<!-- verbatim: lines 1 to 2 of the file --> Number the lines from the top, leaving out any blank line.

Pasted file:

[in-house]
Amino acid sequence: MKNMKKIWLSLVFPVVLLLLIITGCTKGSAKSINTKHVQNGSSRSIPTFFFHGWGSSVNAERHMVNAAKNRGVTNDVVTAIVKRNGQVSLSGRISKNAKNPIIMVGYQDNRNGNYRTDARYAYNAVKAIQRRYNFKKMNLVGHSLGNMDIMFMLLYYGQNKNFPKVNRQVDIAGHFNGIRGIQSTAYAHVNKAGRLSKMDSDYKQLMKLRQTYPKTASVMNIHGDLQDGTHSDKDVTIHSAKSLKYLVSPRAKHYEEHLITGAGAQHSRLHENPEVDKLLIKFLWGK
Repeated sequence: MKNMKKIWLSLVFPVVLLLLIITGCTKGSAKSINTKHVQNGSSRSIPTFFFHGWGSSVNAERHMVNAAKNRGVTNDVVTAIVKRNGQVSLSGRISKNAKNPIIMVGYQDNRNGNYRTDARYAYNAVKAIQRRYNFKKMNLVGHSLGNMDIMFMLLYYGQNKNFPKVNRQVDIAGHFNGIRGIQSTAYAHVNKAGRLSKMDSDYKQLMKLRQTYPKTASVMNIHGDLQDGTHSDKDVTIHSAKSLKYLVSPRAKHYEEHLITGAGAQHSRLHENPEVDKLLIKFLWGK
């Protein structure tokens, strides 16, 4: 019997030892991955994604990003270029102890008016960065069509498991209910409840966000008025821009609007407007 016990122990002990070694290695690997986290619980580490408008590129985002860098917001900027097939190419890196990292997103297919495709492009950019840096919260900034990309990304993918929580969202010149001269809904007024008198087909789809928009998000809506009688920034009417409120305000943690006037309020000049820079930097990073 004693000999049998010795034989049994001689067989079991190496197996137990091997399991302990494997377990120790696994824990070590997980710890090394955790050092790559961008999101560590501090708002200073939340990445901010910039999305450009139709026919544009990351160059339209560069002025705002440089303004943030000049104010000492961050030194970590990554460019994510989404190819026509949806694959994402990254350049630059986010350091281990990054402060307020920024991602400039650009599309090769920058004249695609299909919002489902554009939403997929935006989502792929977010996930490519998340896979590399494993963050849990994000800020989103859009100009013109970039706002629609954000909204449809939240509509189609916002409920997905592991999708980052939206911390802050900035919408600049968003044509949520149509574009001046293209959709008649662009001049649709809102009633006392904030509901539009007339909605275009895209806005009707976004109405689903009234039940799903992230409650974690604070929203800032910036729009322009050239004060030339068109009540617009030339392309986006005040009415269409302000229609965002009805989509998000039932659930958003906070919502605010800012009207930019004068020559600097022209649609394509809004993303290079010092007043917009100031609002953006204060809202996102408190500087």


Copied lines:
[in-house]
Amino acid sequence: MKNMKKIWLSLVFPVVLLLLIITGCTKGSAKSINTKHVQNGSSRSIPTFFFHGWGSSVNAERHMVNAAKNRGVTNDVVTAIVKRNGQVSLSGRISKNAKNPIIMVGYQDNRNGNYRTDARYAYNAVKAIQRRYNFKKMNLVGHSLGNMDIMFMLLYYGQNKNFPKVNRQVDIAGHFNGIRGIQSTAYAHVNKAGRLSKMDSDYKQLMKLRQTYPKTASVMNIHGDLQDGTHSDKDVTIHSAKSLKYLVSPRAKHYEEHLITGAGAQHSRLHENPEVDKLLIKFLWGK